My Favorite Things: Statue of Captain Farquhar
James Augustus Farquhar’s story carries through several galleries in our museum. His memorial statue stands between our Days of Sail and Age of Steam galleries, but his story does not begin there.
In 1849, his parents moved to Sable Island to work at the life-saving station. An exhibit on the Sable Island shipwrecks can be found in our Small Craft gallery. Over the years, more than 250 known shipwrecks occurred on the sands of Sable Island, so in 1801, Nova Scotia established a pair of stations on the island to save the lives and salvage the cargos of those wrecked.
Farquhar grew up on the island, learning about shipwrecks and the dangerous work of salvage. As a teenager, he struck out from the island, becoming a wreck-diver for a salvage vessel. A hard-helmet diving suit much like those he wore, is on display in our Shipwreck Treasures gallery.
Despite the dangerous work, Farquhar worked and financially saved successfully, until he was able to make captain of a salvage vessel and buy his own ship to start his own salvage company.
His success continued, and he earned the nickname “Lucky” Farquhar among others in the salvage business. After a few years, he decided to “cut out the middle-man” in his salvage work; he began merchant shipping of goods, aiming to avoid the disastrous wrecks which made salvage a necessity.
His cargo vessels - despite occasional near-accidents - were successful as well. Early in the 1900s, he made the transition from sail to steam, acquiring new vessels, training new crew, and training himself to continue to captain these motorized vessels, including the tugboat Stella Maris, who would play a tragic role during the Halifax Harbour Explosion.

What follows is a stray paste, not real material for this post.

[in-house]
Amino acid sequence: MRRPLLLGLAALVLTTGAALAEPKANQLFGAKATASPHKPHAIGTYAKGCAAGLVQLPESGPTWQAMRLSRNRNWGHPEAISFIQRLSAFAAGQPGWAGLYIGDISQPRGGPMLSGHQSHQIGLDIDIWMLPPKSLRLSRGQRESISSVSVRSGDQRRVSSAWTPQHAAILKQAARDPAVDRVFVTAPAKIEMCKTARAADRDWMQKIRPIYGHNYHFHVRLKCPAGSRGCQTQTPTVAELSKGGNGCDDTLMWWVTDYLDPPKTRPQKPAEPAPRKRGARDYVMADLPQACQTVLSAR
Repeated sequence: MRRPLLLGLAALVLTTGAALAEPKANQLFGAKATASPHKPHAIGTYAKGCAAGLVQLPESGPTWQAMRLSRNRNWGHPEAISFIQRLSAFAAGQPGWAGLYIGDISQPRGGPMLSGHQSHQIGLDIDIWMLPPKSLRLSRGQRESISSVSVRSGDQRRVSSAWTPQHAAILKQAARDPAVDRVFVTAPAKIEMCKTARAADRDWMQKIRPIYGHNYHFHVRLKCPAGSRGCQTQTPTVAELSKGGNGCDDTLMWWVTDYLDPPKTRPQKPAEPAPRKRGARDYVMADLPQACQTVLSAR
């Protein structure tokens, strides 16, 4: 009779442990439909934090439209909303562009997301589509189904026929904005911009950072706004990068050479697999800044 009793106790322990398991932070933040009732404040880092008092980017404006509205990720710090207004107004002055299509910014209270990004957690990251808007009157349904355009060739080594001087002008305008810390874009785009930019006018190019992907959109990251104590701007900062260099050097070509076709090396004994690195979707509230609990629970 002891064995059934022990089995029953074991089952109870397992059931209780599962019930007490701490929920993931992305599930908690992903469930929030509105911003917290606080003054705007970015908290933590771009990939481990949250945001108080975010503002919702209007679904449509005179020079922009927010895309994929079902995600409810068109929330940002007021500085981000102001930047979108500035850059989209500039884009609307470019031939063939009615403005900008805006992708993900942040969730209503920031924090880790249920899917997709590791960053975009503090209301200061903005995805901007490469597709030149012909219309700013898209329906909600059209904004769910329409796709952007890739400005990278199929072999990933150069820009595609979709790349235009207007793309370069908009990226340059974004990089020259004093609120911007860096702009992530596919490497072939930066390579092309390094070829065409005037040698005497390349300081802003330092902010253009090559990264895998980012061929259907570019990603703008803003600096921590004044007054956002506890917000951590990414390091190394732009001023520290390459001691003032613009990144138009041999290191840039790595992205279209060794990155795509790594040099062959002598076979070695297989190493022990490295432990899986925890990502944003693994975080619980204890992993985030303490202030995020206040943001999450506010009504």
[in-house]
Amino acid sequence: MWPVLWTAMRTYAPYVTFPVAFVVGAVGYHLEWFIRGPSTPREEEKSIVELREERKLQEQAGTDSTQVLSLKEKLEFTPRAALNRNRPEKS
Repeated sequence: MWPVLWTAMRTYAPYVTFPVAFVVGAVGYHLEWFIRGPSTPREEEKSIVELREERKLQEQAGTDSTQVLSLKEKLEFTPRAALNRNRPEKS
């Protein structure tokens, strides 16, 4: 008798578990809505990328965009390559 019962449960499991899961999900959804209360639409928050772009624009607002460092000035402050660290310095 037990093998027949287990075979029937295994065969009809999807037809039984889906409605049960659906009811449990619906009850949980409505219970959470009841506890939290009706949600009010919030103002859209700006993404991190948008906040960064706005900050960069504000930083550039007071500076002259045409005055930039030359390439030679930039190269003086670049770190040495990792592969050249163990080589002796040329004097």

In 1906, Farquhar edged toward retirement, vacationing in Southern Europe and purchasing a yacht to tour around the world with his wife Jesse. It was in Europe he noticed the life-sized and dramatic monument statues in Catholic cemeteries, and had one commissioned.
Captain Farquhar (seated) MP400.45.2
Farquhar and Jesse traveled often over their remaining years, but always returned to Halifax, where their business was headquartered. James Augustus “Lucky” Farquhar died in 1930, aged 87 years. He was buried in Camp Hill cemetery, but the monument statue was declined.
The statue waited in a warehouse for many years before being rediscovered and donated to the Nova Scotia Museum. Now, it stands in the Maritime Museum of the Atlantic, between the Days of Sail and Age of Steam galleries, but his story reaches throughout the museum.
-Andrew Aulenback, Visitor Experience Team, Maritime Museum of the Atlantic